wushu facts

zuijian

http://www.manilatimes.net/national/2008/apr/02/yehey/life/20080402lif2.html

Wednesday, April 02, 2008

Wushu facts

Wushu and kung fu, for a long time, was confused for one another. This seeks to enlighten us about the difference between the two and give their actual meanings. The misconception of the modern world between these terms can be from the unfamiliarity with Chinese words and characters.

In the Chinese language, kung fu can be used in any aspect—may it be in carpentry, tailoring or others as long as you have the skill required for the certain work or art. The hard part about it is that kung fu has no exact English translation.

When Bruce Lee attained international stardom as an action movie star in the 1960s, all Chinese martial arts came to be known the world over as “kung fu.” However, Wushu would be the more accurate word for it.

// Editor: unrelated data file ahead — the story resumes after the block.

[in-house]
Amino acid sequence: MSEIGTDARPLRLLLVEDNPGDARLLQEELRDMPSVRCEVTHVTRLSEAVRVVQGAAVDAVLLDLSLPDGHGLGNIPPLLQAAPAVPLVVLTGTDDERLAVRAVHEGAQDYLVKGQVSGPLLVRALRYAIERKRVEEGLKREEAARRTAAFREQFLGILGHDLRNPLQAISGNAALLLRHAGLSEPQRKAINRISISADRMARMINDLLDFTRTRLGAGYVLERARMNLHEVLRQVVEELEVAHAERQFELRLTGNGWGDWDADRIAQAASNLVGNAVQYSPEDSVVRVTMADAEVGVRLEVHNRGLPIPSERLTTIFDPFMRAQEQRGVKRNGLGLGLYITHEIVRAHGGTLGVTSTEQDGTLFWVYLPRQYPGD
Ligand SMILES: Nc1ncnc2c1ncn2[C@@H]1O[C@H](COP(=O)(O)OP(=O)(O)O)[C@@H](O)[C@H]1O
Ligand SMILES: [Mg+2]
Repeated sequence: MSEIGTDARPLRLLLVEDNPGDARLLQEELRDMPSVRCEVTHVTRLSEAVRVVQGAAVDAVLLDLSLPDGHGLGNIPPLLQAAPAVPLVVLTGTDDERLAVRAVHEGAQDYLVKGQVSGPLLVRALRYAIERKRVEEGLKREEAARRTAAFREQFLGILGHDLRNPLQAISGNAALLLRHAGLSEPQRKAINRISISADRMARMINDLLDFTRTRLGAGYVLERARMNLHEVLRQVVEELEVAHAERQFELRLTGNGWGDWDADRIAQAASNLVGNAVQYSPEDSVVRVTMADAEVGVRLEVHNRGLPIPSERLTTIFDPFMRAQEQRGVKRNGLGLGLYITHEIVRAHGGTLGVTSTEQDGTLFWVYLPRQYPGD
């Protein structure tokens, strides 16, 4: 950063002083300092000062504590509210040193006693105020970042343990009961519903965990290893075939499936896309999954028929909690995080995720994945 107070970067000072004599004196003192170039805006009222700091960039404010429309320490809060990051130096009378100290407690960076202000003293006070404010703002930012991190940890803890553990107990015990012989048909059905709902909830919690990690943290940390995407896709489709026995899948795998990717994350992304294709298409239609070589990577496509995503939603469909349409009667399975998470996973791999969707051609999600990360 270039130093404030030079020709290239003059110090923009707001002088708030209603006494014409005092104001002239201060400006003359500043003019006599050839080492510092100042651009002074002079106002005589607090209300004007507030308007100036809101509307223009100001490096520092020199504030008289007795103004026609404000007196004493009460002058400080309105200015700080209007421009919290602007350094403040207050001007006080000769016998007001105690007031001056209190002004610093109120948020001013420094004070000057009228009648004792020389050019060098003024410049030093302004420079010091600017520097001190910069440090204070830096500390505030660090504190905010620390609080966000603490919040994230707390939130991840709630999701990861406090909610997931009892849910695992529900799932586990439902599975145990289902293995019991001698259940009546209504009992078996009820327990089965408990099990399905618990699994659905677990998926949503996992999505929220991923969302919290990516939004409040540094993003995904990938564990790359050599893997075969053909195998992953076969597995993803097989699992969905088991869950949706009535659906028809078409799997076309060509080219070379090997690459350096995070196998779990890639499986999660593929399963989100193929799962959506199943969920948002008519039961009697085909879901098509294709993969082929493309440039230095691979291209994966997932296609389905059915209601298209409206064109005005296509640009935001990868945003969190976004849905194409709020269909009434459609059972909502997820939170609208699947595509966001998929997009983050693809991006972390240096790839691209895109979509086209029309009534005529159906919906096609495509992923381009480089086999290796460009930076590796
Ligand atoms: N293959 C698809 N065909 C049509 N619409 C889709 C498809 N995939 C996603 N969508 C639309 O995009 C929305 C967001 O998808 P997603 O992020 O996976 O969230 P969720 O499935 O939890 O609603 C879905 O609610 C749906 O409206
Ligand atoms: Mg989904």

Wushu consists of all forms of the ancient Chinese martial arts. It including the main styles with bare-hands [Changquan (Long fist), Nanquan (Southern Fist), Taijiquan (Taiji Quan)] and short weapons [Dao (single-edged sword), Jian (double-edged sword), Taijijian (Taiji double-edged sword)] Nandao [(Southern single-edged sword) and long weapons Gun (Staff), Qiang (Spear), Nangun (Southern Staff)].

Traditional Wushu was used in Ancient China for self-defense and hunting needs of the people. In 1949, modern China aimed to nationalize the use of their traditional martial arts giving birth to the modern wushu that is both a full-combat sport and performance.

The International Wushu Federation aims to further inform today’s world about wushu and established a number of suborganizations in every part of the world. In fact, when they established their South East Asia Wushu federation in 1994, Mr. Benito Lim of the Philippines became their first president.
— Angelique P. Manalad

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